Department of Chemistry,
University of Alberta December 2001
NMR News 2001-06
News and tips for users of the Varian NMR systems in the Department
Editor: Albin.Otter@ualberta.ca http://nmr.chem.ualberta.ca
There are no fixed publishing dates for this newsletter; its appearance solely depends on whether there is a need to present information to the users of the spectrometers or not.
Other content of this NMR News is no longer meaningful and has been removed April 2010.
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FAQ 2001-06.1: what is the
effect of different mixing times in GTOCSY and what is it useful for?
Added 2008-03-05: effect of mixing time in CSSF 1D-TOCSY.
|GTOCSY (Total correlation spectroscopy, the G simply indicates that it is recorded with gradients) is one of the most powerful homonuclear 2D techniques to separate overlapping signals in oligomers such as peptides and carbohydrates. Applied properly, it can achieve far more than a GCOSY. For a review of the differences between GCOSY and GTOCSY see FAQ 98-09.1 and for help with the selection of the mixing time (parameter mix) click here. The mixing time is important to achieve the desired result. This example of a trisaccharide, containing three a-Glc moieties, of which only one is drawn, demonstrates that the mixing time can also be used as a tool to distinguish resonances within the same unit and not only to separate entire "building blocks" (sugar rings in this case) of the oligomer.|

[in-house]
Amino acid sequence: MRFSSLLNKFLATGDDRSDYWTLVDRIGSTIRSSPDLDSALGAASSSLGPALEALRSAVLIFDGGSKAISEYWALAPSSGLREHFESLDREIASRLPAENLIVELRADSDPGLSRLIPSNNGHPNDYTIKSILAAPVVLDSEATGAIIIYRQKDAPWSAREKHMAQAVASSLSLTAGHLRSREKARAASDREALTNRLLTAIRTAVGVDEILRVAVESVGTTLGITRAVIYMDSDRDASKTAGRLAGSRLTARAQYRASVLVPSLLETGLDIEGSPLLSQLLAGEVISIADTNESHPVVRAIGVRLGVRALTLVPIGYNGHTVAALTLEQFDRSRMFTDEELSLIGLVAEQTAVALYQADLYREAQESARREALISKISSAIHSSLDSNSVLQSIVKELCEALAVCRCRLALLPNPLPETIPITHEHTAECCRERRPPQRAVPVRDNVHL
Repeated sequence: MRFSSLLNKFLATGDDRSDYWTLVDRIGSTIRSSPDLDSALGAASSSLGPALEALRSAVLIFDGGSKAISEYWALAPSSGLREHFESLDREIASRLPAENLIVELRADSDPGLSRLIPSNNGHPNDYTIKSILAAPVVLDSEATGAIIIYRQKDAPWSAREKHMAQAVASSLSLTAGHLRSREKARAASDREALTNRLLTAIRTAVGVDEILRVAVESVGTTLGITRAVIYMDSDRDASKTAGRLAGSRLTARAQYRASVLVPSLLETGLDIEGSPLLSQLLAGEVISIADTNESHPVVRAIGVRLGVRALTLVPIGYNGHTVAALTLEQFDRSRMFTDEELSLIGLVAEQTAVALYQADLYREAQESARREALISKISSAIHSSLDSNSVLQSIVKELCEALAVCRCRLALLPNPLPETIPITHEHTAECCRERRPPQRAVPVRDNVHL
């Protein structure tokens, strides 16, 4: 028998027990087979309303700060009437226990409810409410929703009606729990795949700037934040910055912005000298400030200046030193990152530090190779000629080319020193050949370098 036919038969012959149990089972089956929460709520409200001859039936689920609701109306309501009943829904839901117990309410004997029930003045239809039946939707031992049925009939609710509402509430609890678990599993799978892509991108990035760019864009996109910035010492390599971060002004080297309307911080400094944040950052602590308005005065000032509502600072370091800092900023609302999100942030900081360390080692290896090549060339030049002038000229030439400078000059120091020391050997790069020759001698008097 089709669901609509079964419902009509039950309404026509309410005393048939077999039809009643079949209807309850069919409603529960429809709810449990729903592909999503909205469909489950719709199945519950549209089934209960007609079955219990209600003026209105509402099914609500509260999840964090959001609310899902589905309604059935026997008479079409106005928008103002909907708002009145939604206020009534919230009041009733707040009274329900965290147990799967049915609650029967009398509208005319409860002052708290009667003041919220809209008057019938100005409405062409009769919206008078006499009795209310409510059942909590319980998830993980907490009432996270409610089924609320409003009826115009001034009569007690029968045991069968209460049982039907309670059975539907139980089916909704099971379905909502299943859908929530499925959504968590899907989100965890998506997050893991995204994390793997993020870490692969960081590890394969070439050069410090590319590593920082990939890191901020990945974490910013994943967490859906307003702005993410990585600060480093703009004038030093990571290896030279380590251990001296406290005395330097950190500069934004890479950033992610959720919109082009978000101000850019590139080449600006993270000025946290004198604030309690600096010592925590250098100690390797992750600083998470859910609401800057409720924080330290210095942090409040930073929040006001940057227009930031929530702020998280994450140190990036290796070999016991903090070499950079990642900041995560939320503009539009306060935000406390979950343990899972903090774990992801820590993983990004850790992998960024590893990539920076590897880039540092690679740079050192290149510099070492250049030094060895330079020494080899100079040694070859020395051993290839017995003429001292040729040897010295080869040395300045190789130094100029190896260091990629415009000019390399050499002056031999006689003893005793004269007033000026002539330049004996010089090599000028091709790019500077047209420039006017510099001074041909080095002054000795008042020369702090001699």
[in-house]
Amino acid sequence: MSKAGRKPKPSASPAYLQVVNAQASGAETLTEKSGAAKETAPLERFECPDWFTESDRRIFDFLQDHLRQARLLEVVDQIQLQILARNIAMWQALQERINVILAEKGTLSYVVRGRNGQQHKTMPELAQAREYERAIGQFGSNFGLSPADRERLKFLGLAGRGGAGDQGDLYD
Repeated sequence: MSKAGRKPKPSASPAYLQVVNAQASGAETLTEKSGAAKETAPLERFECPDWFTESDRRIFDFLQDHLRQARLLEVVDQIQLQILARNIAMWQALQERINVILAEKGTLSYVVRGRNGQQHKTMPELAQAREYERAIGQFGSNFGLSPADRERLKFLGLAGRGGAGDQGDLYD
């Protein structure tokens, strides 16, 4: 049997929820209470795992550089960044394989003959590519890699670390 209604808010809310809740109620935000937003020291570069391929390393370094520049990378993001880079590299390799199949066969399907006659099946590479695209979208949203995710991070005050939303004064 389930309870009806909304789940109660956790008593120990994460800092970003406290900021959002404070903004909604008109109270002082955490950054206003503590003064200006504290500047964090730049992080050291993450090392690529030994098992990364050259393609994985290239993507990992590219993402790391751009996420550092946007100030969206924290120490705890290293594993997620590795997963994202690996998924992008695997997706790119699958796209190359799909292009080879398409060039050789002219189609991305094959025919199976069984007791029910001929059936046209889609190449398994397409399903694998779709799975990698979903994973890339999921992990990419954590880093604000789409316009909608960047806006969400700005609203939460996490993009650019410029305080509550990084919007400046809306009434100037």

The contour plots on the left show the result of a series of GTOCSY experiments carried out at mixing times between "0" an 100 ms (hardware limitations require 1 instead of 0 ms). Clearly, at "0" or very short mixing times, the GTOCSY is no different than the GCOSY: starting from H1 at 5.53 pm, only one, namely the H1/H2, correlation is observed. When mix is increased gradually, more and more correlations appear (e.g. H5 appears at 60 and becomes a useful signal at 80 ms). The evolution of these peaks as a function of increasing mixing time can best be seen in the two cross-section plots at the bottom.
The H1-H2 correlation is present right from the start, increasing in intensity up to 30 ms then decreases while the H1/H4 correlation is not visible up to 20 ms (max. at 80 ms). In other words, GTOCSY experiments run with different mixing times can be used to distinguish signals that otherwise would be hard to assign. If a GCOSY analysis leads to overlap problems when crossing the diagonal, then GTOCSY is the only way to distinguish. In this example, H3 and H4 are both triplets and as such ambiguous. If only the 100 ms data were available, H3 vs. H4 would be a pure guessing game but with the delayed appearance of H4 relative to H3 the distinction is easy. Please also note how the coupling patterns are visible, although distorted, in the cross-peaks: H2 shows the typical large/small J pattern while H3 and H4 are large/large J (triplet) patterns. This is typical in homonuclear 2D experiments if acquired with sufficient digitization.
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